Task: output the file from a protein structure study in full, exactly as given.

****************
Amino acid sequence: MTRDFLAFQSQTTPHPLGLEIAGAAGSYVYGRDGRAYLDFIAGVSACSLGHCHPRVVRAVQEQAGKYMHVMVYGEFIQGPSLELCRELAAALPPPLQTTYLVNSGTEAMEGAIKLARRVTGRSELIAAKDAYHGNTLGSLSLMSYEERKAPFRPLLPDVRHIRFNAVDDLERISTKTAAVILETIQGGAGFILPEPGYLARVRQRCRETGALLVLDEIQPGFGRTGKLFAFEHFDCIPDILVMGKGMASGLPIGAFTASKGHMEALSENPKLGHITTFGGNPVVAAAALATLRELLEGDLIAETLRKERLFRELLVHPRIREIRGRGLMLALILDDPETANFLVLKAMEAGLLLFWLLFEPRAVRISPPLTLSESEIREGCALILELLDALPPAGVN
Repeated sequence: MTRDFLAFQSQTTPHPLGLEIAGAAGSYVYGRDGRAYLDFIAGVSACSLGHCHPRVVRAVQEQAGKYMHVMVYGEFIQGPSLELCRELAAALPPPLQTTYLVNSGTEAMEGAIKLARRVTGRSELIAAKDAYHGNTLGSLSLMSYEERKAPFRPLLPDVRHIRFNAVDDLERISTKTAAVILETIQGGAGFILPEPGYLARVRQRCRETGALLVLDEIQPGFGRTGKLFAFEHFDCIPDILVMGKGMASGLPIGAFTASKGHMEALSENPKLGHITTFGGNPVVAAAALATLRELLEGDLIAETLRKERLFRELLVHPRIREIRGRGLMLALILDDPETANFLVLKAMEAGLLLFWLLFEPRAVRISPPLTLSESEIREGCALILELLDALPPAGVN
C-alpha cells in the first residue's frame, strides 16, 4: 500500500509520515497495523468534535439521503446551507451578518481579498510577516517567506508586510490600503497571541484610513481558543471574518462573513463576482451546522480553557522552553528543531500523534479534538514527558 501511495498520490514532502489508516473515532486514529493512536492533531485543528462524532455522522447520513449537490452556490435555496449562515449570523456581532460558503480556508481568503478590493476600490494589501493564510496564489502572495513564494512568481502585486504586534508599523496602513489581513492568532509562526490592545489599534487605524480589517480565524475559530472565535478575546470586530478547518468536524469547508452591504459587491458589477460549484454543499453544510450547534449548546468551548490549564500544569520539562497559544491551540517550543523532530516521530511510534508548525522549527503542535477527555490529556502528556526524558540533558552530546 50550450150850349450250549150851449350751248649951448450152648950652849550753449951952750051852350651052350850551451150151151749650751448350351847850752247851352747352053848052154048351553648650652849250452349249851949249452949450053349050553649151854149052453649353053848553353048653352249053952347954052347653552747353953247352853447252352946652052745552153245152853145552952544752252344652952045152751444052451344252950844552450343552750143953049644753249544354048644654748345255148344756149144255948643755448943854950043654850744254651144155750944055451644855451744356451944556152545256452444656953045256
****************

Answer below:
Amino acid sequence: MTRDFLAFQSQTTPHPLGLEIAGAAGSYVYGRDGRAYLDFIAGVSACSLGHCHPRVVRAVQEQAGKYMHVMVYGEFIQGPSLELCRELAAALPPPLQTTYLVNSGTEAMEGAIKLARRVTGRSELIAAKDAYHGNTLGSLSLMSYEERKAPFRPLLPDVRHIRFNAVDDLERISTKTAAVILETIQGGAGFILPEPGYLARVRQRCRETGALLVLDEIQPGFGRTGKLFAFEHFDCIPDILVMGKGMASGLPIGAFTASKGHMEALSENPKLGHITTFGGNPVVAAAALATLRELLEGDLIAETLRKERLFRELLVHPRIREIRGRGLMLALILDDPETANFLVLKAMEAGLLLFWLLFEPRAVRISPPLTLSESEIREGCALILELLDALPPAGVN
Repeated sequence: MTRDFLAFQSQTTPHPLGLEIAGAAGSYVYGRDGRAYLDFIAGVSACSLGHCHPRVVRAVQEQAGKYMHVMVYGEFIQGPSLELCRELAAALPPPLQTTYLVNSGTEAMEGAIKLARRVTGRSELIAAKDAYHGNTLGSLSLMSYEERKAPFRPLLPDVRHIRFNAVDDLERISTKTAAVILETIQGGAGFILPEPGYLARVRQRCRETGALLVLDEIQPGFGRTGKLFAFEHFDCIPDILVMGKGMASGLPIGAFTASKGHMEALSENPKLGHITTFGGNPVVAAAALATLRELLEGDLIAETLRKERLFRELLVHPRIREIRGRGLMLALILDDPETANFLVLKAMEAGLLLFWLLFEPRAVRISPPLTLSESEIREGCALILELLDALPPAGVN
C-alpha cells in the first residue's frame, strides 16, 4: 500500500509520515497495523468534535439521503446551507451578518481579498510577516517567506508586510490600503497571541484610513481558543471574518462573513463576482451546522480553557522552553528543531500523534479534538514527558 501511495498520490514532502489508516473515532486514529493512536492533531485543528462524532455522522447520513449537490452556490435555496449562515449570523456581532460558503480556508481568503478590493476600490494589501493564510496564489502572495513564494512568481502585486504586534508599523496602513489581513492568532509562526490592545489599534487605524480589517480565524475559530472565535478575546470586530478547518468536524469547508452591504459587491458589477460549484454543499453544510450547534449548546468551548490549564500544569520539562497559544491551540517550543523532530516521530511510534508548525522549527503542535477527555490529556502528556526524558540533558552530546 50550450150850349450250549150851449350751248649951448450152648950652849550753449951952750051852350651052350850551451150151151749650751448350351847850752247851352747352053848052154048351553648650652849250452349249851949249452949450053349050553649151854149052453649353053848553353048653352249053952347954052347653552747353953247352853447252352946652052745552153245152853145552952544752252344652952045152751444052451344252950844552450343552750143953049644753249544354048644654748345255148344756149144255948643755448943854950043654850744254651144155750944055451644855451744356451944556152545256452444656953045256